These young Americans are part of a lawsuit challenging the U.S. government to protect the environment.

Robin Loznak (kids); Shutterstock (globe and dot pattern)

STANDARDS

Common Core: RH.6-8.1, RH.6-8.4, RH.6-8.7, RI.6-8.1, RI.6-8.3, RI.6-8.7, SL.6-8.1, SL.6-8.2, WHST.6-8.1, WHST.6-8.7

C3 (D2/6-8): Civ.1, Civ.4, Civ.6, Civ.7, Civ.8, Civ.10, Civ.12, Geo.9

NCSS: Civic ideals and practices; Power, authority, and governance; Science, technology, and society; People, places, and environments


IN THE NEWS

The Environment

Standing Up for the Earth

A group of young Americans is suing the U.S. government to force it to take action on climate change

Can young people save the planet? Twenty-one of them are attempting to do just that—through America’s courts. They have filed a lawsuit against the United States government, demanding that it take immediate action to slow climate change. 

Scientists say the effects of climate change present a clear danger to the planet (see slideshow, below). In the U.S., many areas are now threatened by rising sea levels or historic flooding. In other places, like California, decreased rainfall has made wildfire seasons longer and more destructive each year. 

The plaintiffs in the lawsuit, Juliana v. United States, range in age from 11 to 23. They’re often referred to as the climate kids. They argue that the U.S. Constitution requires the government to preserve the environment—and that time is running out. 

“We need pressing, urgent, aggressive action,” says Kelsey Juliana, 23, of Eugene, Oregon, one of the plaintiffs. “We’re talking about the survival of humanity.”

The lawsuit could force the government to make some hard decisions—and determine if Americans, including you, have a right to a stable climate. Here is what you need to know.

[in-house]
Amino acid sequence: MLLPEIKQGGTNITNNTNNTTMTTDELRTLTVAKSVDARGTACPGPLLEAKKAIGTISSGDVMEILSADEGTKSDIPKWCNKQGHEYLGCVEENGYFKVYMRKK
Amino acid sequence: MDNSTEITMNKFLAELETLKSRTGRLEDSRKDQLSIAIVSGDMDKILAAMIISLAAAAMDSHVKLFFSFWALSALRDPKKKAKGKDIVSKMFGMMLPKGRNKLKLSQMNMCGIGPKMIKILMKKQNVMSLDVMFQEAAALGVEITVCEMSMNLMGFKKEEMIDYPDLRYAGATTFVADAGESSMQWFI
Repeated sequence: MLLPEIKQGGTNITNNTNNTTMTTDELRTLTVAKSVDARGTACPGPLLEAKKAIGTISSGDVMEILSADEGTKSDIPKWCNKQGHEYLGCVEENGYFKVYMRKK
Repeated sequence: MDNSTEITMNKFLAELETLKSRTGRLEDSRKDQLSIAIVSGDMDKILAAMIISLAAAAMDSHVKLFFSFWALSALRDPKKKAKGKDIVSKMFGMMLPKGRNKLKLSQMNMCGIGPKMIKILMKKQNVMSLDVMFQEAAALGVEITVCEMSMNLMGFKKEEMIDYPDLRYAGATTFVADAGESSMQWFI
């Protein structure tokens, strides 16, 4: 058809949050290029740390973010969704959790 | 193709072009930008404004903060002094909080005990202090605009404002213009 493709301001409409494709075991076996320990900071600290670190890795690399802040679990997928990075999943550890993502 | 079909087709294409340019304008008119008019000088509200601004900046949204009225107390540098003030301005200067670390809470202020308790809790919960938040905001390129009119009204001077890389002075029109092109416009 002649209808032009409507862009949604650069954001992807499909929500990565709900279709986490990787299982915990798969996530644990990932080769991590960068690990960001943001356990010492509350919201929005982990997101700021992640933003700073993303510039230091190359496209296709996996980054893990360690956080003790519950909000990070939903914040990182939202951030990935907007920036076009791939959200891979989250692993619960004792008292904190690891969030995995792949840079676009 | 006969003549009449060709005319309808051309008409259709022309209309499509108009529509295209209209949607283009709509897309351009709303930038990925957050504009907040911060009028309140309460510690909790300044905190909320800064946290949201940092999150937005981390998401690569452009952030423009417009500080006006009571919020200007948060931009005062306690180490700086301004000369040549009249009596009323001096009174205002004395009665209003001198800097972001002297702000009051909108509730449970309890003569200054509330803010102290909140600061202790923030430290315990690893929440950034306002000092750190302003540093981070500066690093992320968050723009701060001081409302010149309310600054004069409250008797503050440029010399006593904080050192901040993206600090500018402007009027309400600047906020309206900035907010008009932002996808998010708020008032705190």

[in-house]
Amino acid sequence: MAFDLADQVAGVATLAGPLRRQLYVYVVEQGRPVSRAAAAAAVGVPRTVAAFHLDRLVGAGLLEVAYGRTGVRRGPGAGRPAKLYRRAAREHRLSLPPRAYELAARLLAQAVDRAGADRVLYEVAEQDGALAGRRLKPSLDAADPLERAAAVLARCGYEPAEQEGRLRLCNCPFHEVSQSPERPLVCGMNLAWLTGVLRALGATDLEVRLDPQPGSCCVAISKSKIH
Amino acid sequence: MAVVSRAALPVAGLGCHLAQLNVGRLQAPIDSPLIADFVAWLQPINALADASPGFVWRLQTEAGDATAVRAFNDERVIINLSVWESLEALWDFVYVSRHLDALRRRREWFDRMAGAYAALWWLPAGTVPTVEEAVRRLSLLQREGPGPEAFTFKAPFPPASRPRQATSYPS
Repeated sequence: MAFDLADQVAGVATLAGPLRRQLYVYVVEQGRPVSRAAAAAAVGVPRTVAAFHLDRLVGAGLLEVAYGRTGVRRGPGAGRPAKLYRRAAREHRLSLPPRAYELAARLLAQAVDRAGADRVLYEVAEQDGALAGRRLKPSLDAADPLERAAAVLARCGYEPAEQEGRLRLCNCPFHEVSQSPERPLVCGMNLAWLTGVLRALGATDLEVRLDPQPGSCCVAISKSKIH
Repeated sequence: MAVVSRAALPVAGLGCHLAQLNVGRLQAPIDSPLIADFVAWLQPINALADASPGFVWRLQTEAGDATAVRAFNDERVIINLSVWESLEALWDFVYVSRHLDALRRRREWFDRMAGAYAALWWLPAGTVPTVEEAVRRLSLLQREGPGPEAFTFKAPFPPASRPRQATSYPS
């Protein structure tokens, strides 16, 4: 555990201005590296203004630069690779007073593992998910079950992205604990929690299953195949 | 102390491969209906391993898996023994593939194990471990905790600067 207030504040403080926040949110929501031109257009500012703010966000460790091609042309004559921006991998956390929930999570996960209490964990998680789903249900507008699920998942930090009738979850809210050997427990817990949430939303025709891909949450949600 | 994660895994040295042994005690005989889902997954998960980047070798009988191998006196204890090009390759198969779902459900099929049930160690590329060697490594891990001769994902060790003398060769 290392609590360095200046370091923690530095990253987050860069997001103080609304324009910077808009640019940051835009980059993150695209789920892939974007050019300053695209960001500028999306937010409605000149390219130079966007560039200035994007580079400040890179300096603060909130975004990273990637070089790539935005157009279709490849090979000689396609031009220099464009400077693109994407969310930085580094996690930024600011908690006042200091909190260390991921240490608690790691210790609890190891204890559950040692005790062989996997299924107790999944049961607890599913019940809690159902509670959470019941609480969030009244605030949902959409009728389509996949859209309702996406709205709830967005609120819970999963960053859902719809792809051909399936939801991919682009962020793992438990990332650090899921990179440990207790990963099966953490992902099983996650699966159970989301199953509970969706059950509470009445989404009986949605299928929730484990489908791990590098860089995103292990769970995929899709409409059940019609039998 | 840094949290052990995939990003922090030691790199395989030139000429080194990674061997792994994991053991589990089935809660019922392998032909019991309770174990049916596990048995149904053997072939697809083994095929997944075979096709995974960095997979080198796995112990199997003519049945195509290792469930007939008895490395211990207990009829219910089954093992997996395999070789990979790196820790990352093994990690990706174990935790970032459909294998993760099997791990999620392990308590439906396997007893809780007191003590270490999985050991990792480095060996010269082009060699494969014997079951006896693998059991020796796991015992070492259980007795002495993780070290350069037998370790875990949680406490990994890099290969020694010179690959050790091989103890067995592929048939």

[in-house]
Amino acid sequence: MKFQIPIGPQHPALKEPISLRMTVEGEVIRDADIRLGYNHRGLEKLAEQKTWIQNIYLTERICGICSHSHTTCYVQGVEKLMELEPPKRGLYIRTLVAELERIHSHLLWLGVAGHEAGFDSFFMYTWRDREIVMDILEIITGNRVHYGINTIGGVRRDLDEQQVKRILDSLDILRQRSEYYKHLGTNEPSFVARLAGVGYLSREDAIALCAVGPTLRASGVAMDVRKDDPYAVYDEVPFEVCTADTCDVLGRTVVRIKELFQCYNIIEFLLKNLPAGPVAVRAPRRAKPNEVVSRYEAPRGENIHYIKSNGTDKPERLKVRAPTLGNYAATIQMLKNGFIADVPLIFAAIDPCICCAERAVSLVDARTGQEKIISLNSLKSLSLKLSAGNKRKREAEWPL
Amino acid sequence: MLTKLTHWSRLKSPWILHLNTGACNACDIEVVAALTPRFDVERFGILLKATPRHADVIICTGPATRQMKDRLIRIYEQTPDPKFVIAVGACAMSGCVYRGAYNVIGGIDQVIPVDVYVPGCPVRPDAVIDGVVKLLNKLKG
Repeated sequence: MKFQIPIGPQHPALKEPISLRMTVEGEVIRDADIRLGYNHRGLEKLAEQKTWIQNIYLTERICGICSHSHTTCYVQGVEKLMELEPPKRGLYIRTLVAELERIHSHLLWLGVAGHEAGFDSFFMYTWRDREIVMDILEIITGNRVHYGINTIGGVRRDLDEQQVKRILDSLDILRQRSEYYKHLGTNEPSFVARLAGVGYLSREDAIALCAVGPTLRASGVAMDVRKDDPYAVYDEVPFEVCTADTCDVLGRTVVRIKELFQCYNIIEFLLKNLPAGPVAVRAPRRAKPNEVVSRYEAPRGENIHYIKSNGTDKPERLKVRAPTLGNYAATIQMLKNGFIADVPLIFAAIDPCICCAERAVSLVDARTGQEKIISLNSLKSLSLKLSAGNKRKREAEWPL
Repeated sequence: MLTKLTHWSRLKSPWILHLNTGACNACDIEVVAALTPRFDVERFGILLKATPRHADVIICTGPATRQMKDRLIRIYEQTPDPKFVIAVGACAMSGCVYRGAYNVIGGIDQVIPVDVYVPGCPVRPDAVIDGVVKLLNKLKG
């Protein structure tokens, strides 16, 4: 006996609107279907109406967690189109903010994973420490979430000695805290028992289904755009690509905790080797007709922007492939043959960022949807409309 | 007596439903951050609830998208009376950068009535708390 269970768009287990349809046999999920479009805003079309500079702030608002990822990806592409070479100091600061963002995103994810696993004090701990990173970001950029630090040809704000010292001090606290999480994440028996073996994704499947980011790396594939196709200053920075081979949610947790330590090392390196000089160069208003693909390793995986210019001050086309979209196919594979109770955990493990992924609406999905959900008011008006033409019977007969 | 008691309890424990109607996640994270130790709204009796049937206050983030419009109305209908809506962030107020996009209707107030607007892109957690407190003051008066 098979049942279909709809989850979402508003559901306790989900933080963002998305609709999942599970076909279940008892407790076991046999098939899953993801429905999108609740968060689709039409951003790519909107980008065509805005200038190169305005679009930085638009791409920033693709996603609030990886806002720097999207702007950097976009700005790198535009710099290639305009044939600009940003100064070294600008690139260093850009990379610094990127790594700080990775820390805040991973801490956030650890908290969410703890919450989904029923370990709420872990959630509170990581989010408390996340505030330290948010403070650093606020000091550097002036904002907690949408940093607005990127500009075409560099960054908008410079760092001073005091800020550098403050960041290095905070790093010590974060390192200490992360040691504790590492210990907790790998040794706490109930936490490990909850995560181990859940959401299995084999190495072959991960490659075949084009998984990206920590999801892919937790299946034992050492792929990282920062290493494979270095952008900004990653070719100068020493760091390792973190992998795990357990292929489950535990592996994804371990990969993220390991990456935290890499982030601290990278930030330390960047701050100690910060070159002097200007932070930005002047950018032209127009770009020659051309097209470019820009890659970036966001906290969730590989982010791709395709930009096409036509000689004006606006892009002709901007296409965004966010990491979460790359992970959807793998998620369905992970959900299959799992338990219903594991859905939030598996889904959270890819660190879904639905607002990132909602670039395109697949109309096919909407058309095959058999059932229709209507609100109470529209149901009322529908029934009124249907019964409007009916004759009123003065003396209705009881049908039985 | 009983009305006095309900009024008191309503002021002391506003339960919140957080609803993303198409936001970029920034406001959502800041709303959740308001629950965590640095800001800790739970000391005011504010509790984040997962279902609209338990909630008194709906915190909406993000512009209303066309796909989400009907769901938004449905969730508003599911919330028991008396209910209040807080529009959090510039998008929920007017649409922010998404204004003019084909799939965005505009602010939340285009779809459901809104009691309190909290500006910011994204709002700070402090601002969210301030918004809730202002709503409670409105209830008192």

Can young people save the planet? Twenty-one of them are trying to do just that—through America’s courts. They have filed a lawsuit against the United States government. They are demanding that the government take fast action to slow climate change.

Scientists say the effects of climate change present a clear danger to the planet (see slideshow, below). Many areas of the U.S. are now threatened by rising sea levels or historic flooding. In other places, like California, decreased rainfall has made wildfire seasons longer. Wildfires are more destructive each year.

The plaintiffs in the lawsuit, Juliana v. United States, range in age from 11 to 23. They are often referred to as the climate kids. They argue that the U.S. Constitution requires the government to preserve the environment—and that time is running out.

“We need pressing, urgent, aggressive action,” says Kelsey Juliana, 23, of Eugene, Oregon. She is one of the plaintiffs. “We’re talking about the survival of humanity.”

The lawsuit could force the government to make some hard decisions. It could determine if Americans, including you, have a right to a stable climate. Here is what you need to know.

1. Climate Change Is an Urgent Problem

Climate change is chiefly caused by the burning of fossil fuels—such as coal and oil—to power factories, homes, and cars. This releases gases, such as carbon dioxide into the air. These gases collect in our planet’s atmosphere, trapping the sun’s heat close to Earth’s surface. 

The more humans rely on fossil fuels, the more heat gets trapped. The result: Earth’s average temperature is increasing. Experts say this is causing ice to melt at the North and South poles, leading ocean levels to rise. They also say it has pushed changes in the planet’s climate to extremes, making wet areas much wetter and dry ones drier.

Last October, the United Nations issued an alarming report. It warned that if Earth’s temperature keeps rising, the damage may be “irreversible.” The only solution: The world’s countries must drastically lower the level of carbon dioxide released into the atmosphere. To do this, they must sharply reduce the use of fossil fuels and switch to renewable resources, such as wind and solar power.

Climate change is mainly caused by the burning of fossil fuels, such as coal and oil. They are used to power factories, homes, and cars. The burning releases carbon dioxide and other gases into the air. Those gases collect in our planet’s atmosphere and trap the sun’s heat close to Earth’s surface.